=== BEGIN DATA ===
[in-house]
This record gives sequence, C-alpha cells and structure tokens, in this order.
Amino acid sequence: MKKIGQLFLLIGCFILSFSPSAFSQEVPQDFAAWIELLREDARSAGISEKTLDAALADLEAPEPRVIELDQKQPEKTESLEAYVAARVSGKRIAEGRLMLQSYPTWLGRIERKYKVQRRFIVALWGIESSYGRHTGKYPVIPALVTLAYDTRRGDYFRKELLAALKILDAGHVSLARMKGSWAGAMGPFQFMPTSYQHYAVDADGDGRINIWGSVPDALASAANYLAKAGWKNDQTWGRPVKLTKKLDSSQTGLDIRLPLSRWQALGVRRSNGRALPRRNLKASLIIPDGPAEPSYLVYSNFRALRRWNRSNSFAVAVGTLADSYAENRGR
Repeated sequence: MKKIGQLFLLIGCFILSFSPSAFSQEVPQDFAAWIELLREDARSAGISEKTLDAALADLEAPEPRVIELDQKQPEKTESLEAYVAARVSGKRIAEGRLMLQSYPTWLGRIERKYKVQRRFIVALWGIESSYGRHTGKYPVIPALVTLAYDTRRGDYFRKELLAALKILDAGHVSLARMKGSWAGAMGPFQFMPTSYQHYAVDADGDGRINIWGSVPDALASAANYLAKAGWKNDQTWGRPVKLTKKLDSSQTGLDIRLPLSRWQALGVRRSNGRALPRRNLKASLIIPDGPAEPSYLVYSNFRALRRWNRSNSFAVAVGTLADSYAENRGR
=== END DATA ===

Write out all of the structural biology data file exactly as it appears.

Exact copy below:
[in-house]
This record gives sequence, C-alpha cells and structure tokens, in this order.
Amino acid sequence: MKKIGQLFLLIGCFILSFSPSAFSQEVPQDFAAWIELLREDARSAGISEKTLDAALADLEAPEPRVIELDQKQPEKTESLEAYVAARVSGKRIAEGRLMLQSYPTWLGRIERKYKVQRRFIVALWGIESSYGRHTGKYPVIPALVTLAYDTRRGDYFRKELLAALKILDAGHVSLARMKGSWAGAMGPFQFMPTSYQHYAVDADGDGRINIWGSVPDALASAANYLAKAGWKNDQTWGRPVKLTKKLDSSQTGLDIRLPLSRWQALGVRRSNGRALPRRNLKASLIIPDGPAEPSYLVYSNFRALRRWNRSNSFAVAVGTLADSYAENRGR
Repeated sequence: MKKIGQLFLLIGCFILSFSPSAFSQEVPQDFAAWIELLREDARSAGISEKTLDAALADLEAPEPRVIELDQKQPEKTESLEAYVAARVSGKRIAEGRLMLQSYPTWLGRIERKYKVQRRFIVALWGIESSYGRHTGKYPVIPALVTLAYDTRRGDYFRKELLAALKILDAGHVSLARMKGSWAGAMGPFQFMPTSYQHYAVDADGDGRINIWGSVPDALASAANYLAKAGWKNDQTWGRPVKLTKKLDSSQTGLDIRLPLSRWQALGVRRSNGRALPRRNLKASLIIPDGPAEPSYLVYSNFRALRRWNRSNSFAVAVGTLADSYAENRGR